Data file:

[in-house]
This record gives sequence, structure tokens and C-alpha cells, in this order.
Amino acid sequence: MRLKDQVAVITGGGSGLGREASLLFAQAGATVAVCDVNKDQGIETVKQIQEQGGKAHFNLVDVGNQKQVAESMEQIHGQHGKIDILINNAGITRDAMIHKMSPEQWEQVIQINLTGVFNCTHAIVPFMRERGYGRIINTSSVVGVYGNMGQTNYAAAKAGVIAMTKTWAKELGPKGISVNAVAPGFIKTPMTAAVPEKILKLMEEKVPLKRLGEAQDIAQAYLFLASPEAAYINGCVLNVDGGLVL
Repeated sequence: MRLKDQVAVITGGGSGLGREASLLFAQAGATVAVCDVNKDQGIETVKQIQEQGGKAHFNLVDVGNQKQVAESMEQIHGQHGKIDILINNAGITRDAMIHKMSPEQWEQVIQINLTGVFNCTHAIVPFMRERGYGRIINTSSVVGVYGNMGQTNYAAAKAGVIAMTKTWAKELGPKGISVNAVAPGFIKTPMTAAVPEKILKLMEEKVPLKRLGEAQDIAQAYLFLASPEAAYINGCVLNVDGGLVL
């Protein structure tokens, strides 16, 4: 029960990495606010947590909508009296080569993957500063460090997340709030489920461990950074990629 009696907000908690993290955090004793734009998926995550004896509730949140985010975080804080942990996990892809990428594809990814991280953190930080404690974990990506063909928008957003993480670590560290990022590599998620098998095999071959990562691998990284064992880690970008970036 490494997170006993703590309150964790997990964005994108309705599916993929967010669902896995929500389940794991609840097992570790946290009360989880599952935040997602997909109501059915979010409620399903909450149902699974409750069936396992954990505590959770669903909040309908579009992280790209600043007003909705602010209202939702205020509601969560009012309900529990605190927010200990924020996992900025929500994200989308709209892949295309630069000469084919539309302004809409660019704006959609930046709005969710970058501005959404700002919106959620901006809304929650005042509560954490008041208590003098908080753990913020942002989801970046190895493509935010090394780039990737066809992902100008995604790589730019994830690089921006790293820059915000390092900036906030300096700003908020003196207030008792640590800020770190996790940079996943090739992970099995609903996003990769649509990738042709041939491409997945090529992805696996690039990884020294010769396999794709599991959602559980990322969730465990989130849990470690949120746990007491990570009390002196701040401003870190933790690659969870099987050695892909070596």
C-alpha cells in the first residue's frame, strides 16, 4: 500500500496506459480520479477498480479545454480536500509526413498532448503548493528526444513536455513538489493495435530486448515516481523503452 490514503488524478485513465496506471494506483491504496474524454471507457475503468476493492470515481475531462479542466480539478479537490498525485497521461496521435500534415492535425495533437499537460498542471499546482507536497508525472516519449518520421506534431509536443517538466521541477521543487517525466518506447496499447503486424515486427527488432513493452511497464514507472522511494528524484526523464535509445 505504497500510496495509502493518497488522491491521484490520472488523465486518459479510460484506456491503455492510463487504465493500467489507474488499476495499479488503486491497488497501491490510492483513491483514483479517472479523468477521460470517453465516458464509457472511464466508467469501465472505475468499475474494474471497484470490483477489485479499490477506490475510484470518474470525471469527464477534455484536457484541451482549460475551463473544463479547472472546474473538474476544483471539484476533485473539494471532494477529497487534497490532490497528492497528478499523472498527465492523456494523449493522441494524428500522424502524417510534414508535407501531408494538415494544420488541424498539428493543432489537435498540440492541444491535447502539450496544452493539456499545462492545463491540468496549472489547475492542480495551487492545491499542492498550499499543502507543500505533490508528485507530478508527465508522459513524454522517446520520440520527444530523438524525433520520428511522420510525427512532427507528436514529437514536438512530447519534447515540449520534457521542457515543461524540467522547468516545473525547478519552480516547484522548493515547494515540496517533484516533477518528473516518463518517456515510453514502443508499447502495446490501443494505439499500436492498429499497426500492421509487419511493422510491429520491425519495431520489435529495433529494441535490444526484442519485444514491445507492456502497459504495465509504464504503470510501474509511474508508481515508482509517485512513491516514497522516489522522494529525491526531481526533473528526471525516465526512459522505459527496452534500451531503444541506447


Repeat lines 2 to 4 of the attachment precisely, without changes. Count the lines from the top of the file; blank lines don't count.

This record gives sequence, structure tokens and C-alpha cells, in this order.
Amino acid sequence: MRLKDQVAVITGGGSGLGREASLLFAQAGATVAVCDVNKDQGIETVKQIQEQGGKAHFNLVDVGNQKQVAESMEQIHGQHGKIDILINNAGITRDAMIHKMSPEQWEQVIQINLTGVFNCTHAIVPFMRERGYGRIINTSSVVGVYGNMGQTNYAAAKAGVIAMTKTWAKELGPKGISVNAVAPGFIKTPMTAAVPEKILKLMEEKVPLKRLGEAQDIAQAYLFLASPEAAYINGCVLNVDGGLVL
Repeated sequence: MRLKDQVAVITGGGSGLGREASLLFAQAGATVAVCDVNKDQGIETVKQIQEQGGKAHFNLVDVGNQKQVAESMEQIHGQHGKIDILINNAGITRDAMIHKMSPEQWEQVIQINLTGVFNCTHAIVPFMRERGYGRIINTSSVVGVYGNMGQTNYAAAKAGVIAMTKTWAKELGPKGISVNAVAPGFIKTPMTAAVPEKILKLMEEKVPLKRLGEAQDIAQAYLFLASPEAAYINGCVLNVDGGLVL